Derelicts 7 Esher Expendables 20
The morning in Tyrrells Wood, it is fair to say, had not begun well. Tap awoke with a start. The low winter sun had yet again broken through the thinned fabric of the ancient gilt-embroidered blinds and was irritating the big fella by burning into the corner of his eye, rudely awakening him from a disturbed night’s sleep in which dreams of playing hide the sausage with cook were replaced with premonitions of shame, humiliation and anxiety.
He was in a filthy mood. Damn and blast, he thought. “Why did I ever agree to re-site the master bedroom in the sodding east wing?” The sun often woke him too early, rendering him in a foul temper for the rest of the day. Shortly after, the blessed peacocks would start their mournful screaming from the croquet lawn where they’d recently taken to sh*tting.
Tap’s thoughts turned darkly to Mrs Scrubbit, his charmless elderly housekeeper. Hadn’t he asked her politely – and then ordered her – to replace the priceless but useless blinds at the earliest convenience? And had she not been instructed to have the stupid birds quietly throttled? It made him seethe to be ignored and by golly she was going to have to answer to him…
He would have to make his point to Mrs Scrubbit forcefully. Not perhaps as old Uncle Lance might once have done, clad in moist lederhosen, disturbingly aroused and administering a cudgel… but firmly none the less.
Tap was tight-lipped. So incensed, in fact, that he snubbed cook’s lovingly grilled kippers, ripped off his lattice hairnet and strode purposefully for the grooming parlour and his beloved mirror. For this was no ordinary, survey-the-estate, patronise-the-workers-in-the-tied-cottages sort of a day to be conducted from astride the big, wild-eyed hunter with its hooves that sounded like gunshot on the cobbled yards. No, this was to be his glorious return to action with the chaps at Big Field and the small matter of giving the rebuilt barnet a proper road test.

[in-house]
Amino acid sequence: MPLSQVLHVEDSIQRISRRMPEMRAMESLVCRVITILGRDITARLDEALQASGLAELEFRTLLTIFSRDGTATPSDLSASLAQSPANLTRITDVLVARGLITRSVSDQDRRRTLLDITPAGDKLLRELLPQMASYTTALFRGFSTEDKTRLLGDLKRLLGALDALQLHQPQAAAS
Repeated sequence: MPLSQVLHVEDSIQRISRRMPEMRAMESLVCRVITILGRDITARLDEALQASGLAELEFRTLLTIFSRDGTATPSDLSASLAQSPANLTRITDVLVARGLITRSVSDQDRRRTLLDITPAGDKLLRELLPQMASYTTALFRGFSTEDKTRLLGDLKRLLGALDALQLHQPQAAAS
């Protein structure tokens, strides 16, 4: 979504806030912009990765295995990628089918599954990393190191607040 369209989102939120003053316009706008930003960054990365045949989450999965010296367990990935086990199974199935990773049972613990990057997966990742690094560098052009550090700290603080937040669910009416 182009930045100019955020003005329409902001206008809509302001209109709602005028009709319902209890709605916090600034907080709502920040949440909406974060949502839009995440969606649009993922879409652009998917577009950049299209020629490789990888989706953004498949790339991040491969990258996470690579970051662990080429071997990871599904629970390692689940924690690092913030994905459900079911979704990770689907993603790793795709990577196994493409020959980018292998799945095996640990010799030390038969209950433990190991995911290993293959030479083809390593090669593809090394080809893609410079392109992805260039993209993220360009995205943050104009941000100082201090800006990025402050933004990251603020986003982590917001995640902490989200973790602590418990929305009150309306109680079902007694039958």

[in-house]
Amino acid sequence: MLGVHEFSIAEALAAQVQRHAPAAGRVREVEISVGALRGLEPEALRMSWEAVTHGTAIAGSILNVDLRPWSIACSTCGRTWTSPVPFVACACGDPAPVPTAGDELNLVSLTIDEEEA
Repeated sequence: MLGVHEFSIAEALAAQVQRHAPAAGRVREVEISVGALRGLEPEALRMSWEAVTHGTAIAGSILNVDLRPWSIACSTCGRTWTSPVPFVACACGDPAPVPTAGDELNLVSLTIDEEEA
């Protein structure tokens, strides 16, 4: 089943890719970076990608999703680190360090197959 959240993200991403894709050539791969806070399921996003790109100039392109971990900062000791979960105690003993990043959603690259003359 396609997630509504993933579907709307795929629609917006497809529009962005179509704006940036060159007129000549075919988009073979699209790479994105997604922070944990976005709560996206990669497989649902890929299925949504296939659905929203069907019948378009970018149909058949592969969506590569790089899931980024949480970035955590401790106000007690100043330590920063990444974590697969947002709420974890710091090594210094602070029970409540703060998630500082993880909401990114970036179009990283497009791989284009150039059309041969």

So Tap set to on his bison-sized head with the manicure shears, tweezers and a maniacal expression which soon mellowed first to gladness and then a smug grin of fulfilment. The hours just seemed to fly past when he was mounted upon the satin stool, mahogany-handled brush sweeping majestically along the glossy strands, unguents and lotions spread densely before him upon tiers of mirrored shelves, glistening like his very own magic kingdom.
Frankly, it had taken his once-lustrous mane months to recover from the mishap with the Braun Ladyshave, administered mistakenly one morning after an especially ferocious assault the previous evening upon the mysterious premier cru Paulliacs he’d uncovered by chance after falling through a faulty drain cover into the culvert by the west wing.
Now, thanks to his intimate affinity with advanced grooming techniques and a timely visit to an eye-wateringly expensive barbers, he felt able to show the oppo once again who was boss.
Glancing at the fob watch, he realised to his horror that hours had passed with the tweezers and it was now early afternoon and he was running late. Tap impatiently waved away cook’s roast partridge on polenta with wood mushrooms and sped off, still quite furious, to Big Field. “F**king blinds, f**king peacocks and f**k that useless housekeeper…” he muttered, regretting that he was about to stride into battle upon an empty tum.
He bounded up the stairs in the clubhouse and was immediately assailed with cheap gags, handshakes and the badinage of old friends adept at sniffing out weakness. But he felt sure neither the imbecile Juggler nor the rotund fool Mozza with their barbs and jibes had detected his unease and soon the Derelicts were all stumbling happily down the stairs to “Vas-up” for the challenge.